Better designs for quality senior living

For the repositioning of the 1960-era campus Pinnacle at Eden Hill, New Braunfels, Texas, the architects at three capitalized on the park-like setting above two rivers.
For the repositioning of the 1960-era campus Pinnacle at Eden Hill, New Braunfels, Texas, the architects at three capitalized on the park-like setting above two rivers.

With this in mind, many senior care developments are increasing their offerings of private and personalized living units—as part of their campaigns to make timely, cost-effective improvements based on scale and market conditions. Single-occupancy rooms and private apartments for assisted-living residents earn a premium rental rate while costing less to build in terms of per-unit cost, making them the most profitable and leading developers to refer to them as ‘high-revenue product.’ These revenue additions help the financing of desired amenities and infrastructure, which, in turn, boost resident and employee satisfaction, happiness, and pride. The upgrades satisfy needs to serve the growing demand for today’s aspirational senior lifestyles and future generation appetites. In this way, they improve market competitiveness for existing senior care communities, while leveraging costs across
a larger business platform.

Planning to renovate

Leading developers and operators in senior care start the renovation process by building a proactive, optimistic consensus with resident community leadership with an eye toward adding ‘high-revenue products’ to support the long-term sustainable value of the area. Before drawing up the architectural concept and project requirements, the owner group establishes a business plan supported by expert partners in the process, including marketing, operations, finance, development, design, and construction. This multidisciplinary leadership team works the plan through consultant expertise with go/no-go steps engaging resident and staff input and communication at key milestones.

Woodlands at Furman, a single-site community in Greenville, South Carolina, is currently going through an expansion with high-end hospitality flair. Conceived to introduce a new 1208-m2 (13,000-sf) ‘community village’ space with a fitness center, salon, swimming pool, and multipurpose room, the project scope also includes 40 new independent living apartments, as well as renovations to dining and bar amenities and employee breakroom venues. Gary Koerner, AIA, met with groups of residents and staff during planning to discuss their concerns about the proposed changes, and to ensure the project team meets their needs and circumvents major disruptions for those living and working onsite during construction.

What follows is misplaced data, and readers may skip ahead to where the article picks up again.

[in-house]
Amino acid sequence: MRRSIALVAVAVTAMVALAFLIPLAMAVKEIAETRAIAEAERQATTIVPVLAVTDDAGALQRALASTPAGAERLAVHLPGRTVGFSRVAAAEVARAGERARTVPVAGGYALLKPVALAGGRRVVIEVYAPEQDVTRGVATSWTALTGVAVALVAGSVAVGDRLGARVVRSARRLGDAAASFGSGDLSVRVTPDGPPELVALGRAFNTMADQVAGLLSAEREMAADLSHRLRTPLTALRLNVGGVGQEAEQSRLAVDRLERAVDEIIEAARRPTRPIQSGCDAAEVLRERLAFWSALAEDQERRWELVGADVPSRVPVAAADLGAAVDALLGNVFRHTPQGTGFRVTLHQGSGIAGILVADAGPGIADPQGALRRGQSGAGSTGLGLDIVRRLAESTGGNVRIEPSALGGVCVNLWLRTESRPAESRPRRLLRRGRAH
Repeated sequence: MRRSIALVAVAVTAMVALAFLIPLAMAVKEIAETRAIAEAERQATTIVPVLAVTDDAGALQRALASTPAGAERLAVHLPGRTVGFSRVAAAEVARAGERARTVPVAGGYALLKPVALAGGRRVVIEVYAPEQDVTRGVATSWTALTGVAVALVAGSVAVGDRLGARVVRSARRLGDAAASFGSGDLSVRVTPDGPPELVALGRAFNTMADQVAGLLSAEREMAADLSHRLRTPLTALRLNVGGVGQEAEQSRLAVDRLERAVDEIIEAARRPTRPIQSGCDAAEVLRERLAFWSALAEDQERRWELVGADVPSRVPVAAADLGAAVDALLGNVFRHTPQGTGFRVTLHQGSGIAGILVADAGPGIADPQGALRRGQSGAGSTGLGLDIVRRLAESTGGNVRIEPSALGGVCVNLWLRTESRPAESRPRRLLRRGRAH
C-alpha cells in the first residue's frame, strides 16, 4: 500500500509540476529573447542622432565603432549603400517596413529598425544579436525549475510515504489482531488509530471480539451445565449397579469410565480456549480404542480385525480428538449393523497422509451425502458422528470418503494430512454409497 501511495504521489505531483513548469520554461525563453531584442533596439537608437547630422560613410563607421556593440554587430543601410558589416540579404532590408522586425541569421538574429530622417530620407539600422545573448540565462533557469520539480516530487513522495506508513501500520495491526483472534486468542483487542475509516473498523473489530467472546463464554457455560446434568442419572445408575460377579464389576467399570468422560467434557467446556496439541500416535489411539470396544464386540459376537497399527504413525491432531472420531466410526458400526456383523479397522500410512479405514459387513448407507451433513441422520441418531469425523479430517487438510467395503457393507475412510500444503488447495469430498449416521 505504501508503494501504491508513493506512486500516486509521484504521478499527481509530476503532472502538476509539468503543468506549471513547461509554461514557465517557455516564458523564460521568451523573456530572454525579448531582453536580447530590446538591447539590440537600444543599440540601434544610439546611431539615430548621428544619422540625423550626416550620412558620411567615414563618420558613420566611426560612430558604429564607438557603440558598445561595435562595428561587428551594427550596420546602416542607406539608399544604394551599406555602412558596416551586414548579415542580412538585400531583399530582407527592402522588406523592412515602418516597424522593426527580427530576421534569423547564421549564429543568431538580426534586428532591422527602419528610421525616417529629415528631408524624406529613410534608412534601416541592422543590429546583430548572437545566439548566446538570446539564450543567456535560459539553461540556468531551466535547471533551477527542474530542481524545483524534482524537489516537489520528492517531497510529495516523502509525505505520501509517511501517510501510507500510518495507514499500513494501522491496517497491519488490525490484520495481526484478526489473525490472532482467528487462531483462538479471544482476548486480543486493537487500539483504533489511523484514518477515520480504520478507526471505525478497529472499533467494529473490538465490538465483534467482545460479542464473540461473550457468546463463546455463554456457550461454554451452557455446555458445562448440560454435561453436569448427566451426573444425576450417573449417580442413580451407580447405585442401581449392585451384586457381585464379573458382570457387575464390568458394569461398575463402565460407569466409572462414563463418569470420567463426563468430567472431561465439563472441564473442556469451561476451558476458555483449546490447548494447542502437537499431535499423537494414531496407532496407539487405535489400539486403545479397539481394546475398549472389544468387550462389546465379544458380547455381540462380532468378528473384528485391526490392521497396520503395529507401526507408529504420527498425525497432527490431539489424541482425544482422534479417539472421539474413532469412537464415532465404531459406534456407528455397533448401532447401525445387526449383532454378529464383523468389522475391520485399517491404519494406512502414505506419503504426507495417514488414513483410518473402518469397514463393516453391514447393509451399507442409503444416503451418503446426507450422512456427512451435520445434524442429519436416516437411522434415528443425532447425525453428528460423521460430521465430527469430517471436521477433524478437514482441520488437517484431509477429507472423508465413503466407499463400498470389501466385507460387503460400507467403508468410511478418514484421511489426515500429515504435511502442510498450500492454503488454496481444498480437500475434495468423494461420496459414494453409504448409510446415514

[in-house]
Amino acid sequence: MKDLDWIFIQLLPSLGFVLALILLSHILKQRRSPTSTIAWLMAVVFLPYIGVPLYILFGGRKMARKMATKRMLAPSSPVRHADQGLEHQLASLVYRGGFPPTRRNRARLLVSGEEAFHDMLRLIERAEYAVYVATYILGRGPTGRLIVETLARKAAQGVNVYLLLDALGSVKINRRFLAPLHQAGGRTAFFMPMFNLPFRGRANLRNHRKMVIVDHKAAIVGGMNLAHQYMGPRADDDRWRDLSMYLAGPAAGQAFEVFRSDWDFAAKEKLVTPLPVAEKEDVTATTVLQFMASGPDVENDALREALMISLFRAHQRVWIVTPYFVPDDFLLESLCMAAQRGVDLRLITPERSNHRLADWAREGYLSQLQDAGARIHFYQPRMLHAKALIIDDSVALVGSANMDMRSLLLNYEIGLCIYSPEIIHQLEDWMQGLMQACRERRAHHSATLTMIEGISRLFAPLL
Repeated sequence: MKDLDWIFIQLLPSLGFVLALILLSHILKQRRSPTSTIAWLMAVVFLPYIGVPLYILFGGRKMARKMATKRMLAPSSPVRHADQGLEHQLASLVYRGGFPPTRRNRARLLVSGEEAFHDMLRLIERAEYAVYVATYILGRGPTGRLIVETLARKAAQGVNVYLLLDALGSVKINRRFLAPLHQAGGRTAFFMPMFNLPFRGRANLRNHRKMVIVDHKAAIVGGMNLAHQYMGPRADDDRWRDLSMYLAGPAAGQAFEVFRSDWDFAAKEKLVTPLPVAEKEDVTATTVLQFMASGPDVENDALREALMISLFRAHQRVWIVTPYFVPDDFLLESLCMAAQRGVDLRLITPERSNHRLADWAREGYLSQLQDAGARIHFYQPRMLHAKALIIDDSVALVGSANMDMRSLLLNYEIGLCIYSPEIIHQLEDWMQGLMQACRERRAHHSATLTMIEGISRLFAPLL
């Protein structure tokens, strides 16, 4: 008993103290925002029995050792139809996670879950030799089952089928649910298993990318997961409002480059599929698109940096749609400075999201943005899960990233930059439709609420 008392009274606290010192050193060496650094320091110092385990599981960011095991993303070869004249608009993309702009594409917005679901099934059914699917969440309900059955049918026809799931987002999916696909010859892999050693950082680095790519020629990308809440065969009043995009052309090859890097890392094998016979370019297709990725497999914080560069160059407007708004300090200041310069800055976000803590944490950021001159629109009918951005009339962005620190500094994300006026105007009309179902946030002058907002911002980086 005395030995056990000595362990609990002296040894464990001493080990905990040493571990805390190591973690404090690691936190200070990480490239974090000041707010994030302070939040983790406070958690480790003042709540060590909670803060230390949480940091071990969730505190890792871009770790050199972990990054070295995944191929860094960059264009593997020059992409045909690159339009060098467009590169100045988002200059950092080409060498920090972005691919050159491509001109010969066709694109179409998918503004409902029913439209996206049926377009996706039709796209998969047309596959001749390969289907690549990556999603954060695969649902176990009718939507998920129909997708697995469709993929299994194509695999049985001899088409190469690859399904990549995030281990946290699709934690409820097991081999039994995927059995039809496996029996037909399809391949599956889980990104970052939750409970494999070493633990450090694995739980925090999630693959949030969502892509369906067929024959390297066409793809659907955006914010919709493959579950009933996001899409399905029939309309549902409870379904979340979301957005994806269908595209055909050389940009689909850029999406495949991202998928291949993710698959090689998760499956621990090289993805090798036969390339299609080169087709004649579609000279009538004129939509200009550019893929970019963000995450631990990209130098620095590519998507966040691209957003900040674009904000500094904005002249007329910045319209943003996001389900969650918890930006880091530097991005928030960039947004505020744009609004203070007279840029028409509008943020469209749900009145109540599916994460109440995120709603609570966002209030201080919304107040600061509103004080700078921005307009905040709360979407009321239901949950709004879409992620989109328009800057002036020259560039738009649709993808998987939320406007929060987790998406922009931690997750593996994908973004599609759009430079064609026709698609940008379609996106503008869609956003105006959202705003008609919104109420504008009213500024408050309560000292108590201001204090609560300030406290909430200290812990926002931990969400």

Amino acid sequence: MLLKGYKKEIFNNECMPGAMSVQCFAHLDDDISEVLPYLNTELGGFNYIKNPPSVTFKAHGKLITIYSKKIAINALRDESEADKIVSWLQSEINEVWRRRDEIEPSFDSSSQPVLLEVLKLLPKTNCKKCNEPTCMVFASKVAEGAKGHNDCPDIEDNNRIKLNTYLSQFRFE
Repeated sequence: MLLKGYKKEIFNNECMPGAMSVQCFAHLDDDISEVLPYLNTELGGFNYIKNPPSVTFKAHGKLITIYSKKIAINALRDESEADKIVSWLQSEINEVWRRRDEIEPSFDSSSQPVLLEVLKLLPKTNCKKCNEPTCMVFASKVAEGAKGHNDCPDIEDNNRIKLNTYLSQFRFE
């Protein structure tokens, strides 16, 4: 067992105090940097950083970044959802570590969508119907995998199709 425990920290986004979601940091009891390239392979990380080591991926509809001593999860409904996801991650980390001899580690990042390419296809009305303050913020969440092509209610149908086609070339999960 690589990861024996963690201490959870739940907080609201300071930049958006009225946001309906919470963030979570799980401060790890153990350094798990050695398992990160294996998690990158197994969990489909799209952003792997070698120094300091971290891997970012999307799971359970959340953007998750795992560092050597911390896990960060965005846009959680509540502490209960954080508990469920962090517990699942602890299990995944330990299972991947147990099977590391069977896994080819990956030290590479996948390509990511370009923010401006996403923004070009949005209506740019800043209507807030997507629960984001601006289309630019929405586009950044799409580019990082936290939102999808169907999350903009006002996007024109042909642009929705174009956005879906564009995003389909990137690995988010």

“The tricky part is the sweeping renovation of the dining area,” says Mary Lou Merkt, CEO of Woodlands at Furman. “To meet demand the project has to double our dining capacity.”

The project’s architectural team is coordinating with interior designers and dining consultants to reconfigure the existing floor plan, while expanding the dining area footprint, modernizing the kitchens, and introducing an ‘action station’ with a brick oven, Mongolian grill, and other to-order services. Meanwhile, the exterior of the new community village and the new residence wings will harmonize with the existing architecture, and all interventions will emphasize maximizing penetration of daylight and views of the natural surroundings.

The design team visits the site monthly for ongoing staff and resident meetings. The intent of continued engagement is to maintain a dialogue connecting the construction to anticipated improvements, making those who will be inconvenienced feel invested in the project’s success.

A number of the resulting building strategies focus on differentiating senior facility operators in their increasingly competitive markets. Elegant, amenity-rich environments for many residential care communities are designed with a material palette reflecting the importance of connections to art and the outdoors and nature, or biophilia, for engendering a relaxing, healthful atmosphere. For this reason, architects are integrating their designs with nature, utilizing natural materials such as exposed wood and stone finishes in many renovation and addition works. These enhanced community experiences also inspire more visits from family members and friends, who leave the premises, reassured their loved ones are enjoying a high-quality living experience.

One common expansion strategy involves adding an additional wing of independent-living apartments, and perhaps cottage duplexes or ‘big houses,’ to meet market demand. Often the added units are larger than their predecessors, with great-room floor plans, island kitchens, spa baths, media/exercise dens, and walk-in closets. The added units typically feature universal and sustainable design principles in their layouts and specifications. Since land is often scarce in these master-planned communities, below-grade garages offering premium parking and storage can be an attractive, but expensive, amenity.

Another dimension of renovating and expanding a senior care community is the opportunity to overlay new ideas in how environments support aging bodies and brains. Today’s medical understanding of dementia and memory impairment, for example, has led to new support models for care delivery, which address both the causes and effects of these health changes. Insights into the stresses exacerbating dementia, for example, can optimize spatial and material designs for care delivery and memory-support wings or pavilions.

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